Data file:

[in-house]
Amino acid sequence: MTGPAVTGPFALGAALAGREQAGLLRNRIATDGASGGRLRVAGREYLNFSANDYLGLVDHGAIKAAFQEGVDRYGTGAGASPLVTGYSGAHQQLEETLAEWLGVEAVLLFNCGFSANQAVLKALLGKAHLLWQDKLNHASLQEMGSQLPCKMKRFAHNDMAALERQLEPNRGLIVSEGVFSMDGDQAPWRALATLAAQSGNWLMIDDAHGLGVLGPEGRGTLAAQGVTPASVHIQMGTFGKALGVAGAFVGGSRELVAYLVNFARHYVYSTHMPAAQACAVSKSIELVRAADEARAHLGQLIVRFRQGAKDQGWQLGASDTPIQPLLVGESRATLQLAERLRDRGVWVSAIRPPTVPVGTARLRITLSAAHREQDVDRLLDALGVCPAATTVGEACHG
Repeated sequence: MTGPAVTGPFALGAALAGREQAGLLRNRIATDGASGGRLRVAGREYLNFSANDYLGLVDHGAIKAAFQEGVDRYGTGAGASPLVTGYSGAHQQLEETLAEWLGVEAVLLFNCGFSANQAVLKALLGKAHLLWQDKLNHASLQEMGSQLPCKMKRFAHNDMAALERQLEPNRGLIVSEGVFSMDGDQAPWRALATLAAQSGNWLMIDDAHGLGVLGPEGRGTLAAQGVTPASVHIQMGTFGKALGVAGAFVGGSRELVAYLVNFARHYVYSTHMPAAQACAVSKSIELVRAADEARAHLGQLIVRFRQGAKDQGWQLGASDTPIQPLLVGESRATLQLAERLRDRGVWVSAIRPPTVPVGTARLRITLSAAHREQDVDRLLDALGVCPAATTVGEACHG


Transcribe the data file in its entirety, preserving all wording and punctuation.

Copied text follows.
[in-house]
Amino acid sequence: MTGPAVTGPFALGAALAGREQAGLLRNRIATDGASGGRLRVAGREYLNFSANDYLGLVDHGAIKAAFQEGVDRYGTGAGASPLVTGYSGAHQQLEETLAEWLGVEAVLLFNCGFSANQAVLKALLGKAHLLWQDKLNHASLQEMGSQLPCKMKRFAHNDMAALERQLEPNRGLIVSEGVFSMDGDQAPWRALATLAAQSGNWLMIDDAHGLGVLGPEGRGTLAAQGVTPASVHIQMGTFGKALGVAGAFVGGSRELVAYLVNFARHYVYSTHMPAAQACAVSKSIELVRAADEARAHLGQLIVRFRQGAKDQGWQLGASDTPIQPLLVGESRATLQLAERLRDRGVWVSAIRPPTVPVGTARLRITLSAAHREQDVDRLLDALGVCPAATTVGEACHG
Repeated sequence: MTGPAVTGPFALGAALAGREQAGLLRNRIATDGASGGRLRVAGREYLNFSANDYLGLVDHGAIKAAFQEGVDRYGTGAGASPLVTGYSGAHQQLEETLAEWLGVEAVLLFNCGFSANQAVLKALLGKAHLLWQDKLNHASLQEMGSQLPCKMKRFAHNDMAALERQLEPNRGLIVSEGVFSMDGDQAPWRALATLAAQSGNWLMIDDAHGLGVLGPEGRGTLAAQGVTPASVHIQMGTFGKALGVAGAFVGGSRELVAYLVNFARHYVYSTHMPAAQACAVSKSIELVRAADEARAHLGQLIVRFRQGAKDQGWQLGASDTPIQPLLVGESRATLQLAERLRDRGVWVSAIRPPTVPVGTARLRITLSAAHREQDVDRLLDALGVCPAATTVGEACHG